Taking Notes: A comparison of different methods

As someone with a lot to do (my way of saying “I’m forgetful”), I have always ended up taking notes. I have huge ring binders full of paper, countless half filled notepads and my scrawled ideas cover several whiteboards arround my desk at work.

But I’m a techie- paper and whiteboards just don’t cut it. I want my notes backed up, easily transportable and on multiple devices. Here is a quick list some of the best tools and applications I’ve used to replace scrawling on dead trees.

Microsoft OneNote

OneNote is a part of MS Office 2007 Home & Student edition and I used it for all my notes through the last 9 months of my degree.

The real advantage of it is the ability to format items of text and images pretty fluidly and easily.

The real disadvantage is that of most Microsoft products- it locks you in to a propriety format which only OneNote can decode. This also means that every device you want your notes on needs to have OneNote installed; less than ideal for someone who relies solely on a laptop, desktop or smartphone at various times of the day.

OneNote would definitely benefit from being used on a device with a touchscreen where you can just sketch diagrams into your notes with a stylus; this is supported but I didn’t have a tablet to use at the time so I can’t say how good it is.


Evernote is a great online tool for throwing pictures, audio and text. I’ve used it briefly to photograph and make a note on my iPhone when I’ve spotted something interesting whilst out and about. When I get home (and have already forgotten about interesting thing X), Evernote syncs with my PC and reminds me.


I tried TiddlyWiki about a year ago and it has quickly become my main way of taking notes. It takes the form of a single HTML file which contains all the goodies needed to run a basic but effective wiki.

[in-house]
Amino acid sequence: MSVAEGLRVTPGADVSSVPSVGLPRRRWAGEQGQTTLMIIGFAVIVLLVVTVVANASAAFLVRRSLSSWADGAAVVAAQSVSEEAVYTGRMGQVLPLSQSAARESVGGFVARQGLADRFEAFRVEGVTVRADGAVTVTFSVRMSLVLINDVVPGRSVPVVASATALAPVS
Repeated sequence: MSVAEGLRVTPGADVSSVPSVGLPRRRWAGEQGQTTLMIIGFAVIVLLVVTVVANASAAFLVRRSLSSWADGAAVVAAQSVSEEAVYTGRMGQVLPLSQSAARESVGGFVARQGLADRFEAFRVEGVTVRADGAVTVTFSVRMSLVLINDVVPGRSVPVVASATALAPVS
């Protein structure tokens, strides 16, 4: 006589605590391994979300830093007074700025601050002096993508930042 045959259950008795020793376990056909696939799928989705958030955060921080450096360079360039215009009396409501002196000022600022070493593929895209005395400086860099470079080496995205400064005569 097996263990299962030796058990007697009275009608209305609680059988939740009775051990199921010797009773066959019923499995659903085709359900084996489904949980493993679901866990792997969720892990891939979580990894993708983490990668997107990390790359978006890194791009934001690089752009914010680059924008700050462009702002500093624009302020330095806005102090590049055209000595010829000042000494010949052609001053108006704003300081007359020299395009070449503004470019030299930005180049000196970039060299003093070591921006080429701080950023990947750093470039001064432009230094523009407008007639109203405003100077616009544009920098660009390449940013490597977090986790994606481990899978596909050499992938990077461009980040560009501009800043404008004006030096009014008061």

The huge advantages come from being able to link pages together and link to web sites. Images can be included in the notes too but aren’t incorporated into the single HTML file so I tend to avoid it.

The opensource nature of the project has also lead to a vibrant plugin community springing up, meaning most things TiddlyWiki lacks can be bolted on. A personal favourite plugin adds check boxes, making To Do lists tickable and simple to write.

Being constructed in HTML & JavaScript also means anyone with some technical skills can open it up and add things they want and makes TiddlyWiki really hard to critacise as a personal note wiki. I’m still using this on a daily basis to take notes and journal progress at work, well worth trying out.

Staying (mostly) analogue

There is always the option of staying with paper notes and photographing white boards. I know some people who love this approach and I’m currently trying it out by carrying arround a cheap notebook where ever I travel. It’s useful for being small and quick to record things in but things get fragmented across pages too quickly.

Next: Courrier/iPad

Microsoft’s Courier project appears to be OneNote personified in hardware with some seriously cool extras. It is at least worth 5 minutes reading up on Engadget’s coverage here.

I’m certain that the iPad will also evolve more feature-rich note/wiki tools; the only thing that stops me getting too excited is the thought that these tools will probably be locked into the Apple ecosystem and I just can’t stomach the relatively vast costs of a MacBook and iPad. Here’s hoping for some better *nix solutions!


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